Director Blake Edwards had a long, successful, and influential career. He is the man who brought us Inspector Clouseau, The Great Race, 10, and Victor Victoria among others. Released in 1987, Blind Date was originally intended for the then-married Madonna and Sean Penn, but the pair dropped out. Edwards cast Bruce Willis, then starring on Moonlighting, in his first credited feature film, giving him second billing to Kim Basinger, who had starred in the erotic 9½ Weeks as a Bond girl in Never Say Never Again.
Angelino Walter Davis (Willis) is a hard working finance professional with little time for a social life. With an important business dinner to attend and in need of a date, Walter’s sister-in-law suggests her cousin Nadia Walker (Basinger), but warns him not to let her drink, as she tends to get a bit wild. Nadia is beautiful, and Walter thinks he might have hit pay dirt. Despite warnings, Walter gives her a little champagne. After all, Walter’s sister-in-law meant not to let her drink to excess. Right? Things get off to a rousing start when he and Nadia stop at an art exhibit by a friend of Nadia’s on the way to dinner. Her “psychotic ex-boyfriend”, David (John Larroquette), shows up, introduces himself, and immediately turns violent. Nadia and Walter spend the entire evening trying to stay one step ahead of him, with David taking increasingly ridiculous pratfalls.
Nadia has her own problems. Uniquely sensitive to alcohol, by the time Walter and Nadia arrive at the restaurant, where his firm is holding a dinner for prospective client Mr. Yakamoto (Sab Shimono), a traditional Japanese businessman with a geisha-like wife (Momo Yashima), Nadia is a laughing embarrassment, saying anything to anyone, flirting with the waiter and destroying her surroundings. Basinger is surprisingly convincing as the blind date from hell!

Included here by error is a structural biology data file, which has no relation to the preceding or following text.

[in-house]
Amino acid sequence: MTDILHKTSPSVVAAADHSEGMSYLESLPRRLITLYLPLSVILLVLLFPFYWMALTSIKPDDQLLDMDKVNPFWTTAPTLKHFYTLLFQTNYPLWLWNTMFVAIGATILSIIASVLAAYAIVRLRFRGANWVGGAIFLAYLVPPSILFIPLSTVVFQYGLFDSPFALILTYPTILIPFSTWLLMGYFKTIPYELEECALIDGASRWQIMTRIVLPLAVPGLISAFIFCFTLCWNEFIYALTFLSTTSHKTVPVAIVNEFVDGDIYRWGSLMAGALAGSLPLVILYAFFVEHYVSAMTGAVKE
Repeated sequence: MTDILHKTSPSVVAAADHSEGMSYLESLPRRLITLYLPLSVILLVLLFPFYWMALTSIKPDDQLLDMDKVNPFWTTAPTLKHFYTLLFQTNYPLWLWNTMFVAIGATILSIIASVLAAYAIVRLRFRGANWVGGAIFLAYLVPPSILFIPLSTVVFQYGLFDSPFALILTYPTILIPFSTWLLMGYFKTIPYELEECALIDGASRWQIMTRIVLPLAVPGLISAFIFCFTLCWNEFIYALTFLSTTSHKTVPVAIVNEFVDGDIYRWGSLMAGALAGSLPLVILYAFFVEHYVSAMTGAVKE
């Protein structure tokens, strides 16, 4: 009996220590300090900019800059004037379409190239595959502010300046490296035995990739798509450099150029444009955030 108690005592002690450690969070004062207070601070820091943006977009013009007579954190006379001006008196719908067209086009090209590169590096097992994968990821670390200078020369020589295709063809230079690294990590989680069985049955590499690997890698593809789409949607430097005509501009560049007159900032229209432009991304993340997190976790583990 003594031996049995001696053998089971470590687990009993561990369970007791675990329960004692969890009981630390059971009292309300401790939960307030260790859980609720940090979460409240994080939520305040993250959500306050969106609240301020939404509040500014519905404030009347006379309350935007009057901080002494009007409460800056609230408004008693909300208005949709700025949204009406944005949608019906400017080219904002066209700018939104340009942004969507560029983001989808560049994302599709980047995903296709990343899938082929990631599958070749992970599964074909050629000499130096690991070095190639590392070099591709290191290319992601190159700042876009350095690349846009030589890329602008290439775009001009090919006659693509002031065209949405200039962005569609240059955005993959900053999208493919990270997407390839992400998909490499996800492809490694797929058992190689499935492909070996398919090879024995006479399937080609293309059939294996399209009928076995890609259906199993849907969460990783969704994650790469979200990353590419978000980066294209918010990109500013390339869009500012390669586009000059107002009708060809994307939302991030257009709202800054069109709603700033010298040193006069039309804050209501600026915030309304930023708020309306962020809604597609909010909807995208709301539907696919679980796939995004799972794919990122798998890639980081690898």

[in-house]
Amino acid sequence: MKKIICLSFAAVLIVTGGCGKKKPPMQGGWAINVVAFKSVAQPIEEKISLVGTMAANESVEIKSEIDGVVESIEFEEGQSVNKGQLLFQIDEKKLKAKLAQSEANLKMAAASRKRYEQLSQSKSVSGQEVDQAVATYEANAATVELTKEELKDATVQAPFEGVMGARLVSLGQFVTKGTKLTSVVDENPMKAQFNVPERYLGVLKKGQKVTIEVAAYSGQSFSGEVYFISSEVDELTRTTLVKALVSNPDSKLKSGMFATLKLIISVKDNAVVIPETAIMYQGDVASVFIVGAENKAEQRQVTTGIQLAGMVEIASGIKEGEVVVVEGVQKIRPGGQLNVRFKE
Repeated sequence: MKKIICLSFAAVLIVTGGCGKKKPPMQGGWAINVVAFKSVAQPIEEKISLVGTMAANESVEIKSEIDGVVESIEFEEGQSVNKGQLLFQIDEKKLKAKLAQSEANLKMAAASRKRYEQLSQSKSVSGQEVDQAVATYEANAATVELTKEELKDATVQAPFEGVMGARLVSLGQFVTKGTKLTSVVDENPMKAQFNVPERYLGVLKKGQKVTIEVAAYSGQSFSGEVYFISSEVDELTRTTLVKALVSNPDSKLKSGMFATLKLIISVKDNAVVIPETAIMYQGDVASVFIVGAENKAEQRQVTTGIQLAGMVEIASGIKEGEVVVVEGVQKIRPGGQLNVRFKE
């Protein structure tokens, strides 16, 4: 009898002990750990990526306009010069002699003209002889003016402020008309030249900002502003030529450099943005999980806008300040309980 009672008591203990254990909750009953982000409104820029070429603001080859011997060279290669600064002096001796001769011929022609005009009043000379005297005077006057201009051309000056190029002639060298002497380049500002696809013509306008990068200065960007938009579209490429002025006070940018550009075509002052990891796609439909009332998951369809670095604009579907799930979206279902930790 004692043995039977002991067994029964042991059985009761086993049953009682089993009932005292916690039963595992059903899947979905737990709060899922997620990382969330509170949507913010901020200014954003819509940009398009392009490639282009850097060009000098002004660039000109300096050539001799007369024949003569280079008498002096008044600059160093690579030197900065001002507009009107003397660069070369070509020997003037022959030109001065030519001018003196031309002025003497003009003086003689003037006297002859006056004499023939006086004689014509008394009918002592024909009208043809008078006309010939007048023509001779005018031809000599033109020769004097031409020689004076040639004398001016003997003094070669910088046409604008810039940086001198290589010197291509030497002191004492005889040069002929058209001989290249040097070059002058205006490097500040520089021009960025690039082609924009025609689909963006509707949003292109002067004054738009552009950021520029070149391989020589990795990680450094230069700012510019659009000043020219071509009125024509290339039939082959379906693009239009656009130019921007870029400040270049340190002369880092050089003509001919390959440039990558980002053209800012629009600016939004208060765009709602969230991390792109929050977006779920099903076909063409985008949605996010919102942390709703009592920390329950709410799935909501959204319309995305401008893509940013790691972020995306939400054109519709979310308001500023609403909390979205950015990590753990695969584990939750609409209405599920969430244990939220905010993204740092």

A lot of the jokes are contrived, but a few are genuinely funny. By the end, the movie feels like little more than fluff, but entertaining nonetheless. All of the actors involved do a good job, but John Larroquette hits it out of the park. Best known for his role as Dan Fielding on Night Court, Larroquette is wonderful as the crazed boyfriend. Without him, Blind Date would be boorishly bland.
Blind Date is a Sony catalog title being released on Blu-ray by Image Entertainment. For a film made in 1987, the image is sharp, and detail is above average. Blacks are vibrant, and vary as the evening goes on. Colors are appropriate to the given environment, and a natural grain pattern gives things a nice filmic appearance.
Blind Date‘s original Dolby Stereo mix has been reproduced in lossless DTS-HD MA 2.0. It offers clear, concise dialogue, and exaggerated sound effects help deliver punch lines. Henry Mancini’s score, Stanley Jordan’s guitar and songs by Billy Vera and the Beaters (who are seen playing during the disco sequence) alternate to assist in setting the appropriate mood.
English SDH subtitles are available.
The disc contains no extras.